[Haskell-cafe] Applicative Functor or Idiom?
camior at gmail.com
Fri Nov 20 14:09:01 EST 2009
After reading several recent papers I came to the understanding that
there isn't consensus on the name of Applicative Functors. Several
prefer to call them idioms:
"'Idiom' was the name McBride originally chose, but he and Paterson
now favour the less evocative term `applicative functor'. We have a
slight preference for the former, not least because it lends itself
nicely to adjectival uses, as in `idiomatic traversal'"
I also noticed use of the term Idiom in , , and .
I'm writing a set of classes that includes AF's and I'm trying to
decide whether to call the class Idiom. Anyone have more information
on this question?
 Gibbons, J. and Oliveira, B. c. 2009. The essence of the iterator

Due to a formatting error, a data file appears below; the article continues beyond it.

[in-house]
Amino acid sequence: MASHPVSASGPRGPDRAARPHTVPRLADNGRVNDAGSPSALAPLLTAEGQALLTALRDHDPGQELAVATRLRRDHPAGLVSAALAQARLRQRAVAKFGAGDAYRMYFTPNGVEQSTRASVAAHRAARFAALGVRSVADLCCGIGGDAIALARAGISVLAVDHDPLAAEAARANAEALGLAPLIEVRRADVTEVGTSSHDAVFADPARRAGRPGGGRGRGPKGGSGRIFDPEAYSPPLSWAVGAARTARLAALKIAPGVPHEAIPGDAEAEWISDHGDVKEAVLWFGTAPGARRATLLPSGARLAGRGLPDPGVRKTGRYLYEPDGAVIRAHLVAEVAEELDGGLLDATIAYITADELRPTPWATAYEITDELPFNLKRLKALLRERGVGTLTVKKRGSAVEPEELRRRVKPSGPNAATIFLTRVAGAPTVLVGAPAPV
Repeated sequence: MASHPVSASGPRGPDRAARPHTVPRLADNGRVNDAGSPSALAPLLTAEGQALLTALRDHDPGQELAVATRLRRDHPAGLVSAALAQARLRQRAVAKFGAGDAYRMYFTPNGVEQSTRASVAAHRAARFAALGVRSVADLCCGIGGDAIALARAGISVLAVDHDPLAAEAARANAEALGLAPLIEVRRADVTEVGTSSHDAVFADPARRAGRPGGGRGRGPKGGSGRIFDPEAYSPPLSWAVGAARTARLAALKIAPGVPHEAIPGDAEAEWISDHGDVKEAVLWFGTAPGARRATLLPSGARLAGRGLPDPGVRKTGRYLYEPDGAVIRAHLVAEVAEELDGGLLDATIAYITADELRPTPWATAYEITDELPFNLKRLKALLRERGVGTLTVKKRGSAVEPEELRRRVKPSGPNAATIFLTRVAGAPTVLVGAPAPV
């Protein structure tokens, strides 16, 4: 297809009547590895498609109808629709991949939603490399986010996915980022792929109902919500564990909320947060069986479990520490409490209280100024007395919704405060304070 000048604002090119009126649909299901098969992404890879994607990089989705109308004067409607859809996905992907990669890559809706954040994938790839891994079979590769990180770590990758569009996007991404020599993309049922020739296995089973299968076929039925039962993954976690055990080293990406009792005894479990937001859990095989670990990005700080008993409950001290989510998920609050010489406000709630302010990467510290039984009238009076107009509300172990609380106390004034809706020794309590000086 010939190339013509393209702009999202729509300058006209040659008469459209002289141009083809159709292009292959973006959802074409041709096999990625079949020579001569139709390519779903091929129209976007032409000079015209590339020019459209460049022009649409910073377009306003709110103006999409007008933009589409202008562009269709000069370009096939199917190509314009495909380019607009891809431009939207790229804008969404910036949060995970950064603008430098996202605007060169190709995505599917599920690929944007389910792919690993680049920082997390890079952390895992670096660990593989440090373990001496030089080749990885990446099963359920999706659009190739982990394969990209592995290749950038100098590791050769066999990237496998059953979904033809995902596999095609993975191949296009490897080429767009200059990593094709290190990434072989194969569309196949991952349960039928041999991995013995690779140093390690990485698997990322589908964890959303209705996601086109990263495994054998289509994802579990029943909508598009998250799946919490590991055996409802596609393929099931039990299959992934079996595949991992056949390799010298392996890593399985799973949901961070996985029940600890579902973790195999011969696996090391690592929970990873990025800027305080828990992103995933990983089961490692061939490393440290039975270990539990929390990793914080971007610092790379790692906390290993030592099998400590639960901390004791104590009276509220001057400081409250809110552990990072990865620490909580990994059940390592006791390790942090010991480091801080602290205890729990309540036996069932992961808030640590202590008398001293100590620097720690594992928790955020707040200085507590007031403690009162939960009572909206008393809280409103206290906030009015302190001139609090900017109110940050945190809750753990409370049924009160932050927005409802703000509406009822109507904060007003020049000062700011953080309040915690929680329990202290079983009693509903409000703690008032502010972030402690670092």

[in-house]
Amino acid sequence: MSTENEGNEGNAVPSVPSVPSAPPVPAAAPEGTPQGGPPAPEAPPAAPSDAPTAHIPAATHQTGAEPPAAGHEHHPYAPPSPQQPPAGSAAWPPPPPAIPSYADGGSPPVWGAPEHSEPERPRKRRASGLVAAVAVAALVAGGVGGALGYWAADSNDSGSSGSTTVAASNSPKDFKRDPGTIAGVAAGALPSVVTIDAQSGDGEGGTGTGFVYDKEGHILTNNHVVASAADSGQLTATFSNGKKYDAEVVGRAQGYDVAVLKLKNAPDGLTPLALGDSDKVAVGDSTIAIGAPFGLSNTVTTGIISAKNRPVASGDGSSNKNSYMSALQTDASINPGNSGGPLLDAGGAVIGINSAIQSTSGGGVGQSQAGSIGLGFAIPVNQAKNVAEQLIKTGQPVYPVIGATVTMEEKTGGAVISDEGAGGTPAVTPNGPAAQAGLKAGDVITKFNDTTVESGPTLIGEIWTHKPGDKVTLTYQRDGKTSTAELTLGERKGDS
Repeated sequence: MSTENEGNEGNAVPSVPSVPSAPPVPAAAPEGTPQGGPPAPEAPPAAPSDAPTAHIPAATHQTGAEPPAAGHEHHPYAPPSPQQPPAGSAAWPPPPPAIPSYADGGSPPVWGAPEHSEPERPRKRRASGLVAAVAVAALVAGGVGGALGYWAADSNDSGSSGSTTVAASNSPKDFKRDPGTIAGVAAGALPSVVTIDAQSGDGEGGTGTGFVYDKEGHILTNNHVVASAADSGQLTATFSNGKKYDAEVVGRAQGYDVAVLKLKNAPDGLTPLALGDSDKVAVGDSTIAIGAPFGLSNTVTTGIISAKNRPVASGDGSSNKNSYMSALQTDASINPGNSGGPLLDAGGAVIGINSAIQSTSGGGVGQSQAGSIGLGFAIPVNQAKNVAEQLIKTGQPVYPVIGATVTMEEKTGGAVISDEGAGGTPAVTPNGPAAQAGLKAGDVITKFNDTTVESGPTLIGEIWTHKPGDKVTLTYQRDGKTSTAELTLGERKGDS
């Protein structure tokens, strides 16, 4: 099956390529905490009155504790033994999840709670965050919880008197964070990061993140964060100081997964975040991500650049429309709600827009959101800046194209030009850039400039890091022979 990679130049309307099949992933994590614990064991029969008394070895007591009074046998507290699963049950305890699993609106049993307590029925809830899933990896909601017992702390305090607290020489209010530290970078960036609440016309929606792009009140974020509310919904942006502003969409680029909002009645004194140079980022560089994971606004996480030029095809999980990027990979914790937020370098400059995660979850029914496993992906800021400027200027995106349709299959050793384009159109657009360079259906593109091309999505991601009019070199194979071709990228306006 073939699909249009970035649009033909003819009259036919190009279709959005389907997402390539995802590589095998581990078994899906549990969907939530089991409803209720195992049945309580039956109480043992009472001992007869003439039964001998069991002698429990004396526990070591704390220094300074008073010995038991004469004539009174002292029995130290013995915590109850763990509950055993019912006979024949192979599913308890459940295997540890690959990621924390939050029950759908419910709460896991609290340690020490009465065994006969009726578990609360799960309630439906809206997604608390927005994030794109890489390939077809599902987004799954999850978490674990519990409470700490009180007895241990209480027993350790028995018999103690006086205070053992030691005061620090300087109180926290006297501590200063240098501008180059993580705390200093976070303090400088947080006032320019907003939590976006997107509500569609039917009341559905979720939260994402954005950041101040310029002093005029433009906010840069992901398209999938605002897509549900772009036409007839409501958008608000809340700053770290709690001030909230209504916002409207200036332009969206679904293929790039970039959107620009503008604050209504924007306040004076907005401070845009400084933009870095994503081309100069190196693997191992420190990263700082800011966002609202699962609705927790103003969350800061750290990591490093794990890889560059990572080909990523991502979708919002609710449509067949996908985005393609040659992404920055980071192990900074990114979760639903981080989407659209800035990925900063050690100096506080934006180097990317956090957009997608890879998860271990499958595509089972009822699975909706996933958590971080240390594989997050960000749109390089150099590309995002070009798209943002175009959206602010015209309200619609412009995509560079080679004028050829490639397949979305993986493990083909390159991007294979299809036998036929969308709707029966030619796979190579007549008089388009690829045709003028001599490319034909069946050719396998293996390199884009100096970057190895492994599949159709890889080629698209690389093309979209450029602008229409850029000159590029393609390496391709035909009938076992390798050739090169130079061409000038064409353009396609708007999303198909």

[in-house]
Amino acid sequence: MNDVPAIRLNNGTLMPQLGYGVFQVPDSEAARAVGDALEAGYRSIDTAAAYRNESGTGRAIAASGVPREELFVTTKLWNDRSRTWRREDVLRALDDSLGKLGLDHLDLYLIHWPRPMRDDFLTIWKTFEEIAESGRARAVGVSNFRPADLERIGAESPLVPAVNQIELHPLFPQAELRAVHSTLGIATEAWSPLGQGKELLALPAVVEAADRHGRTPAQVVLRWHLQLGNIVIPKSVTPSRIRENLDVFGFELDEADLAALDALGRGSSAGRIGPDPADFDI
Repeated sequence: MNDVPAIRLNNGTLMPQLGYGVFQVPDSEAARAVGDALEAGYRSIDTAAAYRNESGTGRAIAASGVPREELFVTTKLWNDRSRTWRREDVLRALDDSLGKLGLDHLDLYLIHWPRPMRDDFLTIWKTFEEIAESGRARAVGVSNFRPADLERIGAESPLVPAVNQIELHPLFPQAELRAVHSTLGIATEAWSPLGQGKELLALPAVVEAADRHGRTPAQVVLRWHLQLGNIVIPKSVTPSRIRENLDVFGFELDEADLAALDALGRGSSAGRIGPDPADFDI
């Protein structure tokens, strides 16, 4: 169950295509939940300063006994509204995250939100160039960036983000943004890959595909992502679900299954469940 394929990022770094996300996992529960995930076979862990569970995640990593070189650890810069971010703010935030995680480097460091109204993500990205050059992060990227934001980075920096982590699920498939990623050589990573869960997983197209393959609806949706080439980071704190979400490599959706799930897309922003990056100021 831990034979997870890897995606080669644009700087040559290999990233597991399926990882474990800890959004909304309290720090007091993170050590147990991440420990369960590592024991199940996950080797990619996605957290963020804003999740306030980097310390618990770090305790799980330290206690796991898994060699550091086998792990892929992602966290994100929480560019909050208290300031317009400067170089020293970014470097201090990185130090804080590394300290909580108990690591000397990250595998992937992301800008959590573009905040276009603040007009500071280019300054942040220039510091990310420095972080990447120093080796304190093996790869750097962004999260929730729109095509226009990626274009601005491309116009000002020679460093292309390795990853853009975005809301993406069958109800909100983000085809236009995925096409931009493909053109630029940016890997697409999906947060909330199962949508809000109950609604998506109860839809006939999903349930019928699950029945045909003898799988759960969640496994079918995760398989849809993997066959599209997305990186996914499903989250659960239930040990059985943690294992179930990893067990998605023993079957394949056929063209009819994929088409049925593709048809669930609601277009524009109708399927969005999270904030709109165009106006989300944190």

pattern. J. Funct. Program. 19, 3-4 (Jul. 2009), 377-402. DOI=
 RALF HINZE (2009). The Bird Tree. Journal of Functional
Programming, 19 , pp 491-508 doi:10.1017/S0956796809990116
 S. Lindley, P. Wadler, and J. Yallop. Idioms are oblivious, arrows
are meticulous, monads are promiscuous. In Proc. of MSFP, 2008.
 The Arrow Calculus, Sam Lindley, Philip Wadler, and Jeremy Yallop.
Tech report, 2008.
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